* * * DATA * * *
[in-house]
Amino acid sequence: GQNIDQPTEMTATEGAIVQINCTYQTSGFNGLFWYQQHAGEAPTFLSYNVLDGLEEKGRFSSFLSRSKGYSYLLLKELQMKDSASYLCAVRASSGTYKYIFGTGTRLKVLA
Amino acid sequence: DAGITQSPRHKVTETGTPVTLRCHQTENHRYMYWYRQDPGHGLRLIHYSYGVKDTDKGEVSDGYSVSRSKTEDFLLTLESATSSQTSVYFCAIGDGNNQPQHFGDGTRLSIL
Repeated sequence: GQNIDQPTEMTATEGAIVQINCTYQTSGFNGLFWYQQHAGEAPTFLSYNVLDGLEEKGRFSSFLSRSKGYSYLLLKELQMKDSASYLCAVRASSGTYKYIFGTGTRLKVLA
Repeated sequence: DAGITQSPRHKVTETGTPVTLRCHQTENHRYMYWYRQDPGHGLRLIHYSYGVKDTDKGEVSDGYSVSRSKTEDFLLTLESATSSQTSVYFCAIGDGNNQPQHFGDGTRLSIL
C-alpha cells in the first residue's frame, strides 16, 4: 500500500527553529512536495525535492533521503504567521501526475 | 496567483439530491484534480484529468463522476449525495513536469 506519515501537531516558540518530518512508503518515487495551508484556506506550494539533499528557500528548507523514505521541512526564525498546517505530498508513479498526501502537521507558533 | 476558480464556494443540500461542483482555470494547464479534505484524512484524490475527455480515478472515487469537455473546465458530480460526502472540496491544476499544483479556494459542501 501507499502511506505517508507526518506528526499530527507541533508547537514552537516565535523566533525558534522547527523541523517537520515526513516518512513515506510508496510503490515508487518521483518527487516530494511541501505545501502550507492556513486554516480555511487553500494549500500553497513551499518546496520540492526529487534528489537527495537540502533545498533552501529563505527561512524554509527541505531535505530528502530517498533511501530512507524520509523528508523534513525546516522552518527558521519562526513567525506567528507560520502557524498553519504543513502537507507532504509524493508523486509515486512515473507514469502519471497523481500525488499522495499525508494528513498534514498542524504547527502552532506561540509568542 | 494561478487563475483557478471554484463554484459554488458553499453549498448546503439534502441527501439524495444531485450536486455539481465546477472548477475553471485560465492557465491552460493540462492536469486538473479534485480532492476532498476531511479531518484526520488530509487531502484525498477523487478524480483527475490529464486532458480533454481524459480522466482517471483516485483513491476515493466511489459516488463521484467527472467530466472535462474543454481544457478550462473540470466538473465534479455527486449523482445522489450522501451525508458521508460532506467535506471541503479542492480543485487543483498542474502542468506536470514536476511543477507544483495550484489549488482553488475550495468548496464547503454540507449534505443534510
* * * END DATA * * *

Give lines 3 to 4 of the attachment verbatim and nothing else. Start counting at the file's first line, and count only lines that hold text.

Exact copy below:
Amino acid sequence: DAGITQSPRHKVTETGTPVTLRCHQTENHRYMYWYRQDPGHGLRLIHYSYGVKDTDKGEVSDGYSVSRSKTEDFLLTLESATSSQTSVYFCAIGDGNNQPQHFGDGTRLSIL
Repeated sequence: GQNIDQPTEMTATEGAIVQINCTYQTSGFNGLFWYQQHAGEAPTFLSYNVLDGLEEKGRFSSFLSRSKGYSYLLLKELQMKDSASYLCAVRASSGTYKYIFGTGTRLKVLA